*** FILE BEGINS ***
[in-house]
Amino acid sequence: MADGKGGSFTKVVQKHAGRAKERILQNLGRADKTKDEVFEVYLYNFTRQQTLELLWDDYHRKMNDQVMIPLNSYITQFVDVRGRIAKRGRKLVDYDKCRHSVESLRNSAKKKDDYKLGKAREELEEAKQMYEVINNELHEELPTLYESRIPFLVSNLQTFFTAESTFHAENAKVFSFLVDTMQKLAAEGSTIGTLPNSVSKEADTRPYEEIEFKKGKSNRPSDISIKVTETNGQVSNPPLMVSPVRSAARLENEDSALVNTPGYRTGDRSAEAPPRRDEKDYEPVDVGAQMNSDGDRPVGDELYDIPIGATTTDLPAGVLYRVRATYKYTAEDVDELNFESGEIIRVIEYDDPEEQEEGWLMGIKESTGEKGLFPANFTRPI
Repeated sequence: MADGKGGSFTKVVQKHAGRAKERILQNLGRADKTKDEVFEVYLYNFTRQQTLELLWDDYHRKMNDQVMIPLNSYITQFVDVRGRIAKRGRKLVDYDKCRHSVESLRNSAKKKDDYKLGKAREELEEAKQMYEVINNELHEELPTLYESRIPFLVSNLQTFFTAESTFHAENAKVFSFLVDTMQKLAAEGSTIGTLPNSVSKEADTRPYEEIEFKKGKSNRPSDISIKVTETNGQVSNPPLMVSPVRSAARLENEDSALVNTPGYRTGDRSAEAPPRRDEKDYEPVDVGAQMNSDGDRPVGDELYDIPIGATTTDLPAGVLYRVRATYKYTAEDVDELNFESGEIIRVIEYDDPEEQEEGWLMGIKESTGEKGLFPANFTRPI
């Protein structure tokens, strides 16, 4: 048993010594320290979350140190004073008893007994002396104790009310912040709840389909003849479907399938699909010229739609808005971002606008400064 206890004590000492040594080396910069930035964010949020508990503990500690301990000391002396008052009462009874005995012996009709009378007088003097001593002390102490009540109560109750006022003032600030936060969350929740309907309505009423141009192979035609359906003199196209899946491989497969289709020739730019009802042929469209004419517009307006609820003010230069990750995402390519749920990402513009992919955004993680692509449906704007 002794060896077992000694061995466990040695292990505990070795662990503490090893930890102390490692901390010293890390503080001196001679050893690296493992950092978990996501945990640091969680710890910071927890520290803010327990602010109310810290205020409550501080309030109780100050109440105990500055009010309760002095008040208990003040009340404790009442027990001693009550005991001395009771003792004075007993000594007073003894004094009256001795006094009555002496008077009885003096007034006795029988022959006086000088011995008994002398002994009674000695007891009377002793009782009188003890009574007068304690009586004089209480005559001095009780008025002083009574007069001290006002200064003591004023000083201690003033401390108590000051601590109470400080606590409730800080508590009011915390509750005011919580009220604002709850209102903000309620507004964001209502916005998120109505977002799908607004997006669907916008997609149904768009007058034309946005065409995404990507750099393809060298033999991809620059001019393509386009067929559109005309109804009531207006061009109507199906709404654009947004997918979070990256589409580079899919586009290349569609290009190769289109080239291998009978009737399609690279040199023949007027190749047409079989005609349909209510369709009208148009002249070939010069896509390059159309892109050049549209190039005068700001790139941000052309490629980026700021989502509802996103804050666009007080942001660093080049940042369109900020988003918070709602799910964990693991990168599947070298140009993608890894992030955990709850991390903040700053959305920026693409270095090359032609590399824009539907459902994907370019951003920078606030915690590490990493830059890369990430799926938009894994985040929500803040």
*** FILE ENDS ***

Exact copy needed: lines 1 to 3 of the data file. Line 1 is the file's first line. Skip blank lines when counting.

[in-house]
Amino acid sequence: MADGKGGSFTKVVQKHAGRAKERILQNLGRADKTKDEVFEVYLYNFTRQQTLELLWDDYHRKMNDQVMIPLNSYITQFVDVRGRIAKRGRKLVDYDKCRHSVESLRNSAKKKDDYKLGKAREELEEAKQMYEVINNELHEELPTLYESRIPFLVSNLQTFFTAESTFHAENAKVFSFLVDTMQKLAAEGSTIGTLPNSVSKEADTRPYEEIEFKKGKSNRPSDISIKVTETNGQVSNPPLMVSPVRSAARLENEDSALVNTPGYRTGDRSAEAPPRRDEKDYEPVDVGAQMNSDGDRPVGDELYDIPIGATTTDLPAGVLYRVRATYKYTAEDVDELNFESGEIIRVIEYDDPEEQEEGWLMGIKESTGEKGLFPANFTRPI
Repeated sequence: MADGKGGSFTKVVQKHAGRAKERILQNLGRADKTKDEVFEVYLYNFTRQQTLELLWDDYHRKMNDQVMIPLNSYITQFVDVRGRIAKRGRKLVDYDKCRHSVESLRNSAKKKDDYKLGKAREELEEAKQMYEVINNELHEELPTLYESRIPFLVSNLQTFFTAESTFHAENAKVFSFLVDTMQKLAAEGSTIGTLPNSVSKEADTRPYEEIEFKKGKSNRPSDISIKVTETNGQVSNPPLMVSPVRSAARLENEDSALVNTPGYRTGDRSAEAPPRRDEKDYEPVDVGAQMNSDGDRPVGDELYDIPIGATTTDLPAGVLYRVRATYKYTAEDVDELNFESGEIIRVIEYDDPEEQEEGWLMGIKESTGEKGLFPANFTRPI